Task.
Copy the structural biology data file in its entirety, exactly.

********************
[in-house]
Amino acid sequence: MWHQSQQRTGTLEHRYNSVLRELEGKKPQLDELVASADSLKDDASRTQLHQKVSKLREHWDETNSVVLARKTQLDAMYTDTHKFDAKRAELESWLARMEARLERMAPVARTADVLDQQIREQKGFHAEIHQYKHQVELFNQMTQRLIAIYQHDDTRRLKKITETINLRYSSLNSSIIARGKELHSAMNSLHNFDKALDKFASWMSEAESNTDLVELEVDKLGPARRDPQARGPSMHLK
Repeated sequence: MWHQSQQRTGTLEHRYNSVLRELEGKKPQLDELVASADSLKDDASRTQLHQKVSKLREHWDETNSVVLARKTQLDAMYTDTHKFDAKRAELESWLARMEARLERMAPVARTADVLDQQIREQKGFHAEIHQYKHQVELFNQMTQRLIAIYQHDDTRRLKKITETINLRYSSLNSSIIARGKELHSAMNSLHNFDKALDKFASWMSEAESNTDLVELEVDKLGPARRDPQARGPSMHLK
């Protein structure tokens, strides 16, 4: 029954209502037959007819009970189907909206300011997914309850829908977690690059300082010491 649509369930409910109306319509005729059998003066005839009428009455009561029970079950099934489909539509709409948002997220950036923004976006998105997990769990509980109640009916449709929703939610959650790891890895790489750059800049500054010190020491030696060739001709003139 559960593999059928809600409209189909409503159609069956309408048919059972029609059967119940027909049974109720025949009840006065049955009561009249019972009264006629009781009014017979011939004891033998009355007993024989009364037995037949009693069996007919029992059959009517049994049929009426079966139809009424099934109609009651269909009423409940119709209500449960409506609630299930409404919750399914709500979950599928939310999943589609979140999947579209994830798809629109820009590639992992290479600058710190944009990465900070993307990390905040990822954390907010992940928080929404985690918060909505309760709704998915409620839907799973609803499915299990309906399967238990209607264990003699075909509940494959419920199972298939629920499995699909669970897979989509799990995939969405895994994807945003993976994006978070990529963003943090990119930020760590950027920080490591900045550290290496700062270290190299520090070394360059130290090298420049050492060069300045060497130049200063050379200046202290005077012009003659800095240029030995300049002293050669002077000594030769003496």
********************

[in-house]
Amino acid sequence: MWHQSQQRTGTLEHRYNSVLRELEGKKPQLDELVASADSLKDDASRTQLHQKVSKLREHWDETNSVVLARKTQLDAMYTDTHKFDAKRAELESWLARMEARLERMAPVARTADVLDQQIREQKGFHAEIHQYKHQVELFNQMTQRLIAIYQHDDTRRLKKITETINLRYSSLNSSIIARGKELHSAMNSLHNFDKALDKFASWMSEAESNTDLVELEVDKLGPARRDPQARGPSMHLK
Repeated sequence: MWHQSQQRTGTLEHRYNSVLRELEGKKPQLDELVASADSLKDDASRTQLHQKVSKLREHWDETNSVVLARKTQLDAMYTDTHKFDAKRAELESWLARMEARLERMAPVARTADVLDQQIREQKGFHAEIHQYKHQVELFNQMTQRLIAIYQHDDTRRLKKITETINLRYSSLNSSIIARGKELHSAMNSLHNFDKALDKFASWMSEAESNTDLVELEVDKLGPARRDPQARGPSMHLK
């Protein structure tokens, strides 16, 4: 029954209502037959007819009970189907909206300011997914309850829908977690690059300082010491 649509369930409910109306319509005729059998003066005839009428009455009561029970079950099934489909539509709409948002997220950036923004976006998105997990769990509980109640009916449709929703939610959650790891890895790489750059800049500054010190020491030696060739001709003139 559960593999059928809600409209189909409503159609069956309408048919059972029609059967119940027909049974109720025949009840006065049955009561009249019972009264006629009781009014017979011939004891033998009355007993024989009364037995037949009693069996007919029992059959009517049994049929009426079966139809009424099934109609009651269909009423409940119709209500449960409506609630299930409404919750399914709500979950599928939310999943589609979140999947579209994830798809629109820009590639992992290479600058710190944009990465900070993307990390905040990822954390907010992940928080929404985690918060909505309760709704998915409620839907799973609803499915299990309906399967238990209607264990003699075909509940494959419920199972298939629920499995699909669970897979989509799990995939969405895994994807945003993976994006978070990529963003943090990119930020760590950027920080490591900045550290290496700062270290190299520090070394360059130290090298420049050492060069300045060497130049200063050379200046202290005077012009003659800095240029030995300049002293050669002077000594030769003496």